Lovely work from London’s Andreas Neophytou. He’s got a slick, contemporary style, with a hand firmly in the past as well. I love his clean lines and colors, as well as his conceptual talents. His portfolio is a swath of smart work—a good example being that mark above, designed for William & Son.
- Olle Eksell Site & Shop
- This Is Forest — Joel Speasmaker
- MVM — Magnus Voll Mathiasson
- Art School Cliche Spotting
- Posters Discovered in Notting Hill Gate Tube Station
- Vinyl Documentary: To Have & To Hold
- Partisan Memorials in Former Yugoslavia
- Up in the Air- Opening sequence
- Geoff Mcfetridge: Where the Wild Things Are Title Design
- Nikkatsu – Japanese actions films
You are currently browsing the monthly archive for April 2011.
Chicago, Illinois based designer Eric Ellis produces clean and colorful graphics via a mixup of classic and contemporary influences. A recent graduate of Columbia College, and now an employee of Ogilvy & Mather, Eric is steadily continuing to create a plethora of awe-inducing imagery for us. For more of Ellis’ work, dig around through his site a bit, and be sure to also check out his great collection of #2 pencil sketches, Noon Studio.
New giveaway this coming Monday! Up for grabs are goodies from Blanca Gomez, Jason Munn/The Small Stakes, Tad Carpenter, Invisible Creature, Brent Couchman, Will Bryant, Jay Ryan and many more! Be sure to join the Grain Edit Facebook Fan Page or follow us on Twitter so you can be involved in this giveaway.
Have a great weekend!
The tactile typographic & illustrative paper work of Owen Gildersleeve is amazing. As someone who has often ruined design projects by improper cutting, I can really appreciate the minimal & perfected result he gets from such a complicated process. I also enjoy the fact that the “typeface” that he uses is distinctly his own, creating a sort of signature across all of his work. Read the rest of this entry »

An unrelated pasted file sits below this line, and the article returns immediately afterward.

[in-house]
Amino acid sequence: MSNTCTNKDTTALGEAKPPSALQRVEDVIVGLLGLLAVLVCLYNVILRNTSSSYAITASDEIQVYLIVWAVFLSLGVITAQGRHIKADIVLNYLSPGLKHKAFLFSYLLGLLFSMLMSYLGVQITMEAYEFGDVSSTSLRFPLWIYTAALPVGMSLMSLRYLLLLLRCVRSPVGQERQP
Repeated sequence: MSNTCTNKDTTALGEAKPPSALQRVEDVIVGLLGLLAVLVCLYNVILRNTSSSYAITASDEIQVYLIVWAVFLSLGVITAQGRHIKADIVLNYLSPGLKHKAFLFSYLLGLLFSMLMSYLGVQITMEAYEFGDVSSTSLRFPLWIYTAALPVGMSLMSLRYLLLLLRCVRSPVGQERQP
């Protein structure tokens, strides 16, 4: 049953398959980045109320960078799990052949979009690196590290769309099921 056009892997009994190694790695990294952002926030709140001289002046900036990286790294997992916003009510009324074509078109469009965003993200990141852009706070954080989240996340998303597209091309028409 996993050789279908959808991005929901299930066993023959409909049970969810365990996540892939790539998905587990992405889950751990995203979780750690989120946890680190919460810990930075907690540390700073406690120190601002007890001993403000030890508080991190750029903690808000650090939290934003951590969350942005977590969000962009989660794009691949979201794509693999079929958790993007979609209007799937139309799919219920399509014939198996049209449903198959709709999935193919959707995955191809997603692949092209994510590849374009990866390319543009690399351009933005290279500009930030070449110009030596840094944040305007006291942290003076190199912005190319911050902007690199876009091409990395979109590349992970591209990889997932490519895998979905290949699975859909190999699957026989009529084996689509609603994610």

Dutch-inspired Brazilians making amazing design? Yes!
São Paulo based Quadradão is doing just that. I was pretty excited to run across them, they have a very impressive body of work. Such big, fat, bold shapes and colors. In design school I remember trying to get Helvetica to look this good.
Australian designer Heath Killen creates “visual communication with purpose & poetry.” You may be familiar with some of his work from his multitude of experimental redesigns of movie posters. Heath creates stunning and vibrant compilations of color, shape, and emotion, to give expressive imagery to works of jazz, theater, film, and more. Heath appears to be one of those designers who never stops experimenting, which seems to have resulted in a rather unrecognizable lack of separation between personal and client work.
Read the rest of this entry »
At the end of last year, Josh Higgins started a collaborative poster with Doyald Young that was to be a gift to a mutual friend. Sadly, Doyald passed away before the project was completed. The day after his passing, Josh contacted Jessica Hische who graciously brought the project back to life. A limited number of these letterpressed posters are now available and proceeds will be used to set up a type scholarship in Doyald’s name.
Emmanuel Romeuf is a talented French designer and illustrator with a knack for creating fun and whimsical illustrations. In the past, he’s designed shirts for Human Empire, and today we’re featuring a collection of communications he’s created for Gites de France. This collection is thoughtful in its execution from beginning to end, with its logo design and stationary to its travel brochures and postcards. With colorful details and playful images, these ephemeral items are definitely worth seeking.